A recombinant blood growth factor, GM-CSF, has improved theodds of giving higher doses of chemotherapy to kill tumor cells,without destroying infection-fighting white blood cells as well.

A clinical trial reported in the August issue of the Journal ofClinical Oncology found that GM-CSF (granulocyte-macrophagecolony-stimulating factor) markedly reduced the ravages ofanti-cancer chemicals on bone-marrow, which producesneutrophils -- white blood cells that mop up invading bacteria.

The major drawback of such drugs -- notably Cytoxan,Adriamycin and dacarbazine -- is that their dosage andfrequency, and hence, their anti-tumor effectiveness, must beheld down, to keep a patient from dying of their major sideeffect, neutropenia. This wipeout of white blood cells brings onlife-threatening infection.

Researchers conducting the study at the University of TexasM.D. Anderson Cancer Center gave end-stage sarcoma patientsescalating doses of GM-CSF supplied by Immunex Corp. andHoechst-Roussel. Immunex expresses the geneticallyengineered protein in yeast cells.

After 23 patients had received 111 rounds of GM-CSF plus theCytoxan-Adriamycin-dacarbazine cocktail, the Houstonclinicians concluded: "Our results demonstrate that GM-CSF,when administered immediately after a compressed scheduleof (combination) chemotherapy, enhanced myelo (bone-marrow) protection ... and allowed dose-intensification ofchemotherapy."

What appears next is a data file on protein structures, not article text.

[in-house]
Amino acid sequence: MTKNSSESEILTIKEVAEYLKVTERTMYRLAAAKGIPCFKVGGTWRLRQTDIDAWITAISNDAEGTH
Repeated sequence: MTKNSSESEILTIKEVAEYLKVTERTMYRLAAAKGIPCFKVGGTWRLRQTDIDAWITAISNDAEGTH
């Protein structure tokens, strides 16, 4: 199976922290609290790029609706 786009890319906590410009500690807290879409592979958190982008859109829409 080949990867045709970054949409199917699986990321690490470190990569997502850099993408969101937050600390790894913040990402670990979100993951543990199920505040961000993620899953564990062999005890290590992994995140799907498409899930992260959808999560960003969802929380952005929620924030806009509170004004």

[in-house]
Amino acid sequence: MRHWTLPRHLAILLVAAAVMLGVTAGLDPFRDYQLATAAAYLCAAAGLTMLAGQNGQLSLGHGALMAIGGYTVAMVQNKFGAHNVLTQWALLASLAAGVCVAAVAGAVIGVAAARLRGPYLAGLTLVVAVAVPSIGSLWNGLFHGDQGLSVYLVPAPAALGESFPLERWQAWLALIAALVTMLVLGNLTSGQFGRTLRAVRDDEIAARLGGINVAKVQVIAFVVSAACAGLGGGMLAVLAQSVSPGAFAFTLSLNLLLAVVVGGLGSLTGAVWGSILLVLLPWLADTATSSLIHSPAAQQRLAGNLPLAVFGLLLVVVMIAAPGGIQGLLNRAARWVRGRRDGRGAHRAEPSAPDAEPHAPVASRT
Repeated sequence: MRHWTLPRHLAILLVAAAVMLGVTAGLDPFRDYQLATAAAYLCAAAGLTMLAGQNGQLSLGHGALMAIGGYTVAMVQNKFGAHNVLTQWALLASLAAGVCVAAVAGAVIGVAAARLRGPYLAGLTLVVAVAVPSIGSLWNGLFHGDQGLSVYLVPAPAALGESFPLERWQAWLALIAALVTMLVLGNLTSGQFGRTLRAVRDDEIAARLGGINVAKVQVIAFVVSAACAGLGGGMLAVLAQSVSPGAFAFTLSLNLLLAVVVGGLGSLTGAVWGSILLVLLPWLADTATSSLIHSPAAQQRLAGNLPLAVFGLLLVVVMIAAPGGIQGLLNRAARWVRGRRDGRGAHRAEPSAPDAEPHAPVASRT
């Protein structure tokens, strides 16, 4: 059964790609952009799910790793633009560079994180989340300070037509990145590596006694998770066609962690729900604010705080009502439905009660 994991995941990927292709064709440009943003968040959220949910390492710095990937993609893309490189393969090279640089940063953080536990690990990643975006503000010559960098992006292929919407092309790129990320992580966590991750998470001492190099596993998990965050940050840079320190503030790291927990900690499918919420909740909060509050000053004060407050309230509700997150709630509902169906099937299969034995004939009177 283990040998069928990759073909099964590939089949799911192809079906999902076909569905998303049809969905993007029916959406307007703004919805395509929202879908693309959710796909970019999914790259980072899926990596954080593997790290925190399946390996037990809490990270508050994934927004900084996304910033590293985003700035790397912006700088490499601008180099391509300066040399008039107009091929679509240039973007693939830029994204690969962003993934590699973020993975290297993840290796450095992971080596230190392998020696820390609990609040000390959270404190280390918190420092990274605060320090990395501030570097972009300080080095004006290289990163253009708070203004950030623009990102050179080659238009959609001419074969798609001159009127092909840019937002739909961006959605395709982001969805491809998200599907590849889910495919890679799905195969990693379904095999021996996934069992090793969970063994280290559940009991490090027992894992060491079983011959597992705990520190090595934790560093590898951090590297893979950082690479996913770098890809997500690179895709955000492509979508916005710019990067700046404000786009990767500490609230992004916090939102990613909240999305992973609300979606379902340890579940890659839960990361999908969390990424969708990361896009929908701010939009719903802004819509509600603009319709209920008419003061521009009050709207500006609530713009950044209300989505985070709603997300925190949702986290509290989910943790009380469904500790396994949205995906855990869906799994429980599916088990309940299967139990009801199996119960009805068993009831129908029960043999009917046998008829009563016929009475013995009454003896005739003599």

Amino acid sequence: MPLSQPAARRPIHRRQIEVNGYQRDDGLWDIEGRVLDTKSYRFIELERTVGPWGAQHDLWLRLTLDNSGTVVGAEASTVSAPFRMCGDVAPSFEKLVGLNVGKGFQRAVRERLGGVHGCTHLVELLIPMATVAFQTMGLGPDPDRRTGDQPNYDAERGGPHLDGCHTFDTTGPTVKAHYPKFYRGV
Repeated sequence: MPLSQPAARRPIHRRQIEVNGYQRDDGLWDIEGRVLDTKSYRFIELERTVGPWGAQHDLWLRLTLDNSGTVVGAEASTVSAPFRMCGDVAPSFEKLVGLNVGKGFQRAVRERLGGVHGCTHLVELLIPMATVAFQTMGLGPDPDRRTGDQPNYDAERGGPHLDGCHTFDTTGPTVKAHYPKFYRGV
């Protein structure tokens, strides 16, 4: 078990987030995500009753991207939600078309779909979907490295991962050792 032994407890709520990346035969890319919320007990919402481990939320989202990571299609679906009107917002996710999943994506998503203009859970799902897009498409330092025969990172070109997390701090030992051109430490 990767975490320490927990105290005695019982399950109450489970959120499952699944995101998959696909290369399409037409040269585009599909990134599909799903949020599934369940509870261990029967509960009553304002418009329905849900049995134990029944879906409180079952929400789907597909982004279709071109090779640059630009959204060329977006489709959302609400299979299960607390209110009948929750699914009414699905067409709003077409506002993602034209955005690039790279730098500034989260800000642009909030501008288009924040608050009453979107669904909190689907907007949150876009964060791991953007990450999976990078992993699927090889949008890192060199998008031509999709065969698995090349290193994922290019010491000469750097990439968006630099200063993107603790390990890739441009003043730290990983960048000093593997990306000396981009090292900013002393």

Fortified by these and other recent clinical findings, Immunex,which supplied its GM-CSF for the trial, plans to apply to theFDA "this year to broaden the indication label to coverneutropenia caused by chemotherapy," said the Seattlecompany's vice president for communications, Jason Rubin. Atpresent, Rubin told BioWorld, GM-CSF is approved only "toaccelerate bone-marrow engraftment and to prolong survivalwhen such treatment fails."

Neupogen, the G-CSF (granulocyte colony-stimulating factor)produced by Amgen, already enjoys the chemotherapy-enhancing FDA label.

Wertheim Shroder & Co. analyst Jay B. Silverman cited theJournal of Oncology Study, along with two other trials in hisreiterated recommendation of the stock on Thursday.

Immunex (NASDAQ:IMNX) closed Thursday at $35.75 pershare, up $1.75.

Silverman wrote that a study published in the August issue ofthe Annals of Internal Medicine "bodes extremely well for thepotential of (Immunex's) PIXY321, which may be highlyeffective as a single agent molecule in raising both neutrophilsand platelets, and which also may address markets whereNeupogen has been ineffective."

A study sponsored by Schering-Plough published in the Julyissue of the Journal of American Medicine described very lowdoses of GM-CSF given alone or with erythropoietin to patientswith aplastic anemia. Silverman wrote that this study " willhelp support wider usage of GM-CSF and the likelihood of anexpanded label.

Jordan U. Gutterman, who chairs the department of clinicalimmunology and biological therapy at M.D. Anderson,commented on the trial results, which were initially reported inMay 1991 to the American Society of Clinical Oncology inHouston. "Now that the article has finally been published, it ismy perspective that it will have an influence among practising,as well as research, oncologists." Gutterman added, "All sorts ofother studies are going on -- G-CSF, GM-CSF and IL-3-- tryingthe effect of these blood growth factors administered before aswell as after cycles of chemotherapy. "

-- David N. Leff Science Editor

(c) 1997 American Health Consultants. All rights reserved.